This sounds like a great inclusion to me (although having to get up early enough to take advantage of it may be a problem).  But it's a good effort and allows families a chance to get out in an accepting environment, which is not as easy or common as it should be.

Tuesday, 5 July 2016

Update on Summer Camp for Alex

I'm just too tired to try and come up with a catchy title for this one.

Alex did end up going to his camp program yesterday.  I called the transport company and they said he was on the list and the driver should be there at 7:20.  The driver actually showed up at 7:05, which meant that Alex didn't get his full screen time but he accepted it well.

The driver was very nice, greeting Alex by name.  Alex requested his favourite radio station and the driver replied quickly with a "No problem at all."  It's a very pleasant change to have a driver who actually likes his job (or at least can fake liking it).

Alex's teacher called at 9:30 to let me know what was going on.  She only received notice of who was going to be in the class that morning but the school board should have sent me an orientation package over a month ago.  She said she would look into what happened as it appeared that the other children had gotten their packages.

It's still frustrating.  Especially given that I spent the last week of school trying to get someone in the school board to talk to me.  I got a lot of "not my department" run arounds and people who just didn't call me back.  You would think that someone, somewhere might have put this together and said "Hey, let's check and see if she got the package we were supposed to send" rather than brushing me off, but apparently not.

At least the people actually dealing with Alex are nice people who seem to have a good grasp on how to deal with him.  He seems to be having a good time.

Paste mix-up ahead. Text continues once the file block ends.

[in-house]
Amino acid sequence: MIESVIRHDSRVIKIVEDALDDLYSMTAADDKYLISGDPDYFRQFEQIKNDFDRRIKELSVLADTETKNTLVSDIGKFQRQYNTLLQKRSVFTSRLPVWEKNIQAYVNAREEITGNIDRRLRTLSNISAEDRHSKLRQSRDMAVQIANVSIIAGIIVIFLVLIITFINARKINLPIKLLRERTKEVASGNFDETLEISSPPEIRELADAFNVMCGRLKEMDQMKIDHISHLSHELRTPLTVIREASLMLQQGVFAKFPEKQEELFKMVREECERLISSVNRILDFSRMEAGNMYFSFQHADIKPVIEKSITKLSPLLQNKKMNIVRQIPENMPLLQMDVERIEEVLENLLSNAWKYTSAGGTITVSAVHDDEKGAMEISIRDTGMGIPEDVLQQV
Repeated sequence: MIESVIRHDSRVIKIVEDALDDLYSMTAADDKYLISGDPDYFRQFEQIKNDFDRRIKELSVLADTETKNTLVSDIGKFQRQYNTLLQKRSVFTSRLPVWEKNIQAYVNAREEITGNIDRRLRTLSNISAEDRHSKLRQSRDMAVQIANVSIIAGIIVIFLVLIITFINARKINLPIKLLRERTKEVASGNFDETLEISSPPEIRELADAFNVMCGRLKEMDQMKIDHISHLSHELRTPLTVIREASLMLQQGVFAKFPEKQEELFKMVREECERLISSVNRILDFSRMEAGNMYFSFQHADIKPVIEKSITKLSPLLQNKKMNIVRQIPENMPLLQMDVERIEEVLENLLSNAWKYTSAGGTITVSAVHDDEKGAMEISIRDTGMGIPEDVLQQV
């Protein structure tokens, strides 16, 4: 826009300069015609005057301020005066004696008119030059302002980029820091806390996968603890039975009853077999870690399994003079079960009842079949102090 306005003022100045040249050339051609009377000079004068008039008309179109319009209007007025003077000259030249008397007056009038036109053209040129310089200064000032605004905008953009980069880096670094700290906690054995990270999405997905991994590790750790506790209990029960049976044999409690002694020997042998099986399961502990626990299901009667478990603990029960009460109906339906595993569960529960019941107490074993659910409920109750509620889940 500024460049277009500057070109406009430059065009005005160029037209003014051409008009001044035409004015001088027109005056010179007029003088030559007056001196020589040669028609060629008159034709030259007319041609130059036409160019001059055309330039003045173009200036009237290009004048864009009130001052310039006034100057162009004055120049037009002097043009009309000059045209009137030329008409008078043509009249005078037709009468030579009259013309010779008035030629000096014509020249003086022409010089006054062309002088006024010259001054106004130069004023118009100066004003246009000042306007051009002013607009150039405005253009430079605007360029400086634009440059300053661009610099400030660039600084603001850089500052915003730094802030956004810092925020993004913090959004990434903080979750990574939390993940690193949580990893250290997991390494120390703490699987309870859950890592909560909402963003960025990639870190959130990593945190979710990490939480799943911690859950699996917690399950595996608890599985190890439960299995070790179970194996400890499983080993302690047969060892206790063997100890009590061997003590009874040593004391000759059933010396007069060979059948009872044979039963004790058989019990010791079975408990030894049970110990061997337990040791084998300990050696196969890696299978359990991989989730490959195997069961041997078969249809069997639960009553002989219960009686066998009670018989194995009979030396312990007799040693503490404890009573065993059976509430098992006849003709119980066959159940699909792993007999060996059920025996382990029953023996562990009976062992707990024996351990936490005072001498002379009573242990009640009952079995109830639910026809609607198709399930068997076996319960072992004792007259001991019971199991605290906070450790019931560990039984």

Monday, 4 July 2016

Total Radio Silence

As I write this, it is 10:20 at night and tomorrow morning I am supposed to hand over my child to a completely unknown situation.

I have not received any official information from either the transport driver or the summer school program.  I didn't even get an official notice that Alex was accepted, just a message passed on through his teacher.  I wasn't told where the program will be, the hours it will run or the dates for the program.  

I managed to find out where the program was being held through other parents who had done this before.  I badgered the transport company into giving me the hours.  The school calendar and the transport company are obviously running on different calendars since they give different start dates.

Because none of this was official, I can't know for certain that any of the information I have is correct.  I kept being told that I would get official contact "later" and "later" has officially run out.

This is not even a little bit acceptable.  Even if the transport company shows up tomorrow (which I'll say is a big if since I haven't heard from the driver and it wouldn't be the first time there was a communication issue which left us stranded), I'm not sure I'm comfortable letting Alex go.  I have no idea who he'll be working with or what the program will be.  All I have is hearsay.

I'm very tired of a standard operating procedure which seems to feel that the parents are entirely optional and which forgets or doesn't understand that children with autism need help with transitions.  (Heck, any child needs some basic understanding of what's going on!)

What they have done is not okay.  Which leaves me with a very difficult decision for tomorrow.